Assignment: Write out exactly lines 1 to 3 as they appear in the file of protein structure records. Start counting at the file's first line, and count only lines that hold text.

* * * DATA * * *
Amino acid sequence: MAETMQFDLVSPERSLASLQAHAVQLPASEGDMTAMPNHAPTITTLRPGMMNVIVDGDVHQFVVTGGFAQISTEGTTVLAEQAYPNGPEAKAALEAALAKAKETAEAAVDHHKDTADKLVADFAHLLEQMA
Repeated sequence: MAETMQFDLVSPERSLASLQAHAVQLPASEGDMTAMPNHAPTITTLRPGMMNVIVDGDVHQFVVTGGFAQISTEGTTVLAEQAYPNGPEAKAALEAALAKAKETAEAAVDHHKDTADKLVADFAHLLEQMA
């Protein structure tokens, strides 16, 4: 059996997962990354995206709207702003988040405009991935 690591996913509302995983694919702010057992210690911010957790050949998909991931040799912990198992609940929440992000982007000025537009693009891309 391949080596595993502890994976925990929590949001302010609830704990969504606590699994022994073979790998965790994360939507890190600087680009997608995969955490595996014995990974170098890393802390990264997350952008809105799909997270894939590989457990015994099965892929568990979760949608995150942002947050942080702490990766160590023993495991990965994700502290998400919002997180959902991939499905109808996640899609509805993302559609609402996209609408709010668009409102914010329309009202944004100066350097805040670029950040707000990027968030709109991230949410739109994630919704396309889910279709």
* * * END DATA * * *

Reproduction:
Amino acid sequence: MAETMQFDLVSPERSLASLQAHAVQLPASEGDMTAMPNHAPTITTLRPGMMNVIVDGDVHQFVVTGGFAQISTEGTTVLAEQAYPNGPEAKAALEAALAKAKETAEAAVDHHKDTADKLVADFAHLLEQMA
Repeated sequence: MAETMQFDLVSPERSLASLQAHAVQLPASEGDMTAMPNHAPTITTLRPGMMNVIVDGDVHQFVVTGGFAQISTEGTTVLAEQAYPNGPEAKAALEAALAKAKETAEAAVDHHKDTADKLVADFAHLLEQMA
């Protein structure tokens, strides 16, 4: 059996997962990354995206709207702003988040405009991935 690591996913509302995983694919702010057992210690911010957790050949998909991931040799912990198992609940929440992000982007000025537009693009891309 391949080596595993502890994976925990929590949001302010609830704990969504606590699994022994073979790998965790994360939507890190600087680009997608995969955490595996014995990974170098890393802390990264997350952008809105799909997270894939590989457990015994099965892929568990979760949608995150942002947050942080702490990766160590023993495991990965994700502290998400919002997180959902991939499905109808996640899609509805993302559609609402996209609408709010668009409102914010329309009202944004100066350097805040670029950040707000990027968030709109991230949410739109994630919704396309889910279709």